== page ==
It feels like the end of an era – and it is in a way. The avenue of cherries trees along Chester Road leading to Chester Gate, the glory of the cherry blossom season in Regent’s Park, is going. They’ve cut down half of them, and the rest will go on Monday. Not even the stumps are left – just bare earth.
I can see you starting up from your chair in horror. How can this be? What are they thinking of, down at the Royal Parks? Has nobody protested? Well, what they’re thinking of is the future. It’s restoration, not vandalism. And their strategy has been approved by English Heritage, The Friends of Regents Park, The City of Westminster, The London Borough of Camden and Crown Estates Paving Commission.
The first cherry avenue on Chester Road was planted in 1932, when the gilded Chester Road Gate to the Inner Gardens was erected, funded by a donation from artist and local resident Sigismund Goetze. The Inner Gardens were renamed Queen Mary’s Gardens in 1935.
The current trees were planted in 1978 and are not only old but are suffering from a bacterial canker that produces dead areas of bark that ooze gum. Gradually the infected bark spreads until it girdles the trunk and the tree dies. They’re being replaced before that happens.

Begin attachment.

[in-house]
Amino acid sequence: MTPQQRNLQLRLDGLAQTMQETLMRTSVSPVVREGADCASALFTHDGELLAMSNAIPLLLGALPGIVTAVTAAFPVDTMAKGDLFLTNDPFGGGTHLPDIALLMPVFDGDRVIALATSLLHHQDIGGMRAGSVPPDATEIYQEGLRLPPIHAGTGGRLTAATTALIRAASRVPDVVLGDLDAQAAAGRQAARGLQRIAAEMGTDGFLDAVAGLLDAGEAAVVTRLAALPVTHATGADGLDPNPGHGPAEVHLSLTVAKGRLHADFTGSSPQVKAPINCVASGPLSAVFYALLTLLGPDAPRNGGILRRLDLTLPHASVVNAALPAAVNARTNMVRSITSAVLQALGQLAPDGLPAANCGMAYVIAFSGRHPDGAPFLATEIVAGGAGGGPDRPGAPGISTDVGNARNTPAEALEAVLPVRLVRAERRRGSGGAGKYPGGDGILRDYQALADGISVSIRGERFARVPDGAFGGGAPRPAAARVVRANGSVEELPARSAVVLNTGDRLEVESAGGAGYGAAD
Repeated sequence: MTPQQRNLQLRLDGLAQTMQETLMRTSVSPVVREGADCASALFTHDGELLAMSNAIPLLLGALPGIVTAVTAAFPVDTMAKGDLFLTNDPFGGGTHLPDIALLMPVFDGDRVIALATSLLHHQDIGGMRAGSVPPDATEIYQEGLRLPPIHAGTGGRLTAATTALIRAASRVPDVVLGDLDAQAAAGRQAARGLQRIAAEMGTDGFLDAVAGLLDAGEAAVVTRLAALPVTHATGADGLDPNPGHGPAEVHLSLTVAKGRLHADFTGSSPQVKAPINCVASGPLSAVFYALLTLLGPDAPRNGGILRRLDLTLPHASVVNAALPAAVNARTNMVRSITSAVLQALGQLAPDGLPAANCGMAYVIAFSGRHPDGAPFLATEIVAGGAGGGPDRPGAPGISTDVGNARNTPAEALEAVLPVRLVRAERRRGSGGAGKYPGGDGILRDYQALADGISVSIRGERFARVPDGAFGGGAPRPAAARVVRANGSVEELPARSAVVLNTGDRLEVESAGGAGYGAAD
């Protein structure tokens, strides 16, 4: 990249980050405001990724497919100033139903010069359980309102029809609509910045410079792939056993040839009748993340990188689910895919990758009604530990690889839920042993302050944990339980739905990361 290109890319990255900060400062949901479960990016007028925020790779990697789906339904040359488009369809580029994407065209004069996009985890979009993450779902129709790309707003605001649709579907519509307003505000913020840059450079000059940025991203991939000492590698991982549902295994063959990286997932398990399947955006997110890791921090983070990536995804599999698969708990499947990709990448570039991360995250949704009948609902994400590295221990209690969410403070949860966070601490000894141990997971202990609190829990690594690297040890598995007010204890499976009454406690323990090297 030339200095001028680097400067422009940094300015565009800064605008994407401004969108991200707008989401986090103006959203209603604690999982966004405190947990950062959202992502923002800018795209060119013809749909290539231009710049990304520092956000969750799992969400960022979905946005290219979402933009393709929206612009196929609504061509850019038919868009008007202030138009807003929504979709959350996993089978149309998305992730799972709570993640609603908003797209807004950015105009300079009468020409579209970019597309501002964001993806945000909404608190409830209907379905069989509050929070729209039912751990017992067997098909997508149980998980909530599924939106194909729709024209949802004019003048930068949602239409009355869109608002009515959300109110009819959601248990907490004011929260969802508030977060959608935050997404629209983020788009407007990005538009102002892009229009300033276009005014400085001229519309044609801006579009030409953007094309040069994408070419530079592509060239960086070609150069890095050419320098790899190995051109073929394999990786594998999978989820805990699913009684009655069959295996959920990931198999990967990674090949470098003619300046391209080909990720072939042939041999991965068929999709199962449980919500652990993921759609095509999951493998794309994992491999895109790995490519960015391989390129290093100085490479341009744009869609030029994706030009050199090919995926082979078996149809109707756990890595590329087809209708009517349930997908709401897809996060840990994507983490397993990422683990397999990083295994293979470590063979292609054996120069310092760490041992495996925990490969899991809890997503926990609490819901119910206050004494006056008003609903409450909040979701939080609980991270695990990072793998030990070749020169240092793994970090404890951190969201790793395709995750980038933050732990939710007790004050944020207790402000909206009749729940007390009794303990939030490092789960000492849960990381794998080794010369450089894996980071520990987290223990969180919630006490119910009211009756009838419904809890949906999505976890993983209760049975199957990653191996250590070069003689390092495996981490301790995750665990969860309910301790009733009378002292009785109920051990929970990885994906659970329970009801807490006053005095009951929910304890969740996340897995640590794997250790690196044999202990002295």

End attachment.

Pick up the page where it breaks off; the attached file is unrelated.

The old trees are Prunus Kanzan, with deep pink multi-petalled flowers. The new trees will be a different variety, the light pink Sunset Boulevard. A hundred of them, each six to seven metres in height, will be planted this winter, to flower in 2016. They’re being grown by Hillier Nurseries as a cohort of ‘clonal’ trees, so they’ll be as alike as peas in a pod.
But, all this costs money. £176,600 to be precise, or £1776 per tree. The Royal Parks are fundraising to meet the cost and this is where you come in. You can make a contribution on their fundraising page where you can sponsor anything from a root to a whole tree. Or you can support Nick Biddle, the Park Manager, who is running the London Marathon to raise funds for the cherry trees.
The photos of the old cherry trees in this post are ones I took last year when they were in full flower – for the last time as it now turns out.